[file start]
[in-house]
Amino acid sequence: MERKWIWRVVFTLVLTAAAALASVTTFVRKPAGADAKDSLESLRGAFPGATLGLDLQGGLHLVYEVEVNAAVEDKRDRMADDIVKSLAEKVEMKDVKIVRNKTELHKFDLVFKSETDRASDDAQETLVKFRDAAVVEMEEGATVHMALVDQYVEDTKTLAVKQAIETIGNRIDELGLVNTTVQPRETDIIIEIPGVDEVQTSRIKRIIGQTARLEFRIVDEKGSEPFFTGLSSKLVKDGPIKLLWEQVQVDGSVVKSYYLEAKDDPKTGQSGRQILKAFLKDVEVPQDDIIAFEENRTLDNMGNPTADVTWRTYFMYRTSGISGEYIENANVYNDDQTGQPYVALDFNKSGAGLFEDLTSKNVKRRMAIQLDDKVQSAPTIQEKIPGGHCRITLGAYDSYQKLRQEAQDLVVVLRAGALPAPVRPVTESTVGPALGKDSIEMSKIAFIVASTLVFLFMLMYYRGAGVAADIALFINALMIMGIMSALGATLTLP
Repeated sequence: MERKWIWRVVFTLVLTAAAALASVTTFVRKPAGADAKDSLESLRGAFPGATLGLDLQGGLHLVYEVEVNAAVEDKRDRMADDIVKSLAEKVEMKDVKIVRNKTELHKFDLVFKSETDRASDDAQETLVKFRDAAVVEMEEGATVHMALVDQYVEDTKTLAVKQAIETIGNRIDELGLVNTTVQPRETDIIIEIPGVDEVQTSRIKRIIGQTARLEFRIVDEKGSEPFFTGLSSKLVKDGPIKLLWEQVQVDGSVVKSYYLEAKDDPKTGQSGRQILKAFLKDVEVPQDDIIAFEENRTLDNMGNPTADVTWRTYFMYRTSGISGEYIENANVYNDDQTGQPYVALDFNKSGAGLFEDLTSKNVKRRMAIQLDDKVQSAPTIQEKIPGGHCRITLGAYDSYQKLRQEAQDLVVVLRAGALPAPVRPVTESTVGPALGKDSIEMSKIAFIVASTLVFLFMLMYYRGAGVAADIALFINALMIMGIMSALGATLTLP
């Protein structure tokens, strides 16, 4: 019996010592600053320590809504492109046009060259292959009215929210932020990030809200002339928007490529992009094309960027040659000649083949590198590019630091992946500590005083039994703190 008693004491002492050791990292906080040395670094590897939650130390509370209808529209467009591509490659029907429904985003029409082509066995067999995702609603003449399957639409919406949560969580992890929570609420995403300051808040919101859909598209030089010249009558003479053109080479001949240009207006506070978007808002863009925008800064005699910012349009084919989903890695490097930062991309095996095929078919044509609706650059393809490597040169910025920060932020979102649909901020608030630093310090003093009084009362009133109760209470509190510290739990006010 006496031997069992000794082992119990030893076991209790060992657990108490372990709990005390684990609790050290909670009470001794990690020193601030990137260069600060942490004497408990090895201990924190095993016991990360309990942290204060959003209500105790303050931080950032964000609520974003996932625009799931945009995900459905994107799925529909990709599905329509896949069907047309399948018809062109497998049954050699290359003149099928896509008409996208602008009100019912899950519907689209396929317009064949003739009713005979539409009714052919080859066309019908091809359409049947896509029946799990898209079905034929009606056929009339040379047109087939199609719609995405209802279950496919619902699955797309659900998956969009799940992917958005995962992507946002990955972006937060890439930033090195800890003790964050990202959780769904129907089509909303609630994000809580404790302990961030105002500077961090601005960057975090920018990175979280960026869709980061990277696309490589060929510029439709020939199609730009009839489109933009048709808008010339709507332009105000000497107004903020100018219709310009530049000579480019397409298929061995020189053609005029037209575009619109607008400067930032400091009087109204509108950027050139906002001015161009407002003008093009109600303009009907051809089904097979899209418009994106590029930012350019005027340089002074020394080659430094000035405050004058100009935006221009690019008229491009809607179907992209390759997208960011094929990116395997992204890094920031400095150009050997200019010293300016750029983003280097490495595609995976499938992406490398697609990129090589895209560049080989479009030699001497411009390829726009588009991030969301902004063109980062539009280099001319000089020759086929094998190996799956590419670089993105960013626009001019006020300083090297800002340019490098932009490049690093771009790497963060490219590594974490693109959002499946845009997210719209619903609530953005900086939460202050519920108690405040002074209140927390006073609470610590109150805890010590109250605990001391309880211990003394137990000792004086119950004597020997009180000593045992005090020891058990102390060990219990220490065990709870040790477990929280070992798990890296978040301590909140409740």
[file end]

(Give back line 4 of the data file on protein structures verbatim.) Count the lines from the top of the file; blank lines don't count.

């Protein structure tokens, strides 16, 4: 019996010592600053320590809504492109046009060259292959009215929210932020990030809200002339928007490529992009094309960027040659000649083949590198590019630091992946500590005083039994703190 008693004491002492050791990292906080040395670094590897939650130390509370209808529209467009591509490659029907429904985003029409082509066995067999995702609603003449399957639409919406949560969580992890929570609420995403300051808040919101859909598209030089010249009558003479053109080479001949240009207006506070978007808002863009925008800064005699910012349009084919989903890695490097930062991309095996095929078919044509609706650059393809490597040169910025920060932020979102649909901020608030630093310090003093009084009362009133109760209470509190510290739990006010 006496031997069992000794082992119990030893076991209790060992657990108490372990709990005390684990609790050290909670009470001794990690020193601030990137260069600060942490004497408990090895201990924190095993016991990360309990942290204060959003209500105790303050931080950032964000609520974003996932625009799931945009995900459905994107799925529909990709599905329509896949069907047309399948018809062109497998049954050699290359003149099928896509008409996208602008009100019912899950519907689209396929317009064949003739009713005979539409009714052919080859066309019908091809359409049947896509029946799990898209079905034929009606056929009339040379047109087939199609719609995405209802279950496919619902699955797309659900998956969009799940992917958005995962992507946002990955972006937060890439930033090195800890003790964050990202959780769904129907089509909303609630994000809580404790302990961030105002500077961090601005960057975090920018990175979280960026869709980061990277696309490589060929510029439709020939199609730009009839489109933009048709808008010339709507332009105000000497107004903020100018219709310009530049000579480019397409298929061995020189053609005029037209575009619109607008400067930032400091009087109204509108950027050139906002001015161009407002003008093009109600303009009907051809089904097979899209418009994106590029930012350019005027340089002074020394080659430094000035405050004058100009935006221009690019008229491009809607179907992209390759997208960011094929990116395997992204890094920031400095150009050997200019010293300016750029983003280097490495595609995976499938992406490398697609990129090589895209560049080989479009030699001497411009390829726009588009991030969301902004063109980062539009280099001319000089020759086929094998190996799956590419670089993105960013626009001019006020300083090297800002340019490098932009490049690093771009790497963060490219590594974490693109959002499946845009997210719209619903609530953005900086939460202050519920108690405040002074209140927390006073609470610590109150805890010590109250605990001391309880211990003394137990000792004086119950004597020997009180000593045992005090020891058990102390060990219990220490065990709870040790477990929280070992798990890296978040301590909140409740």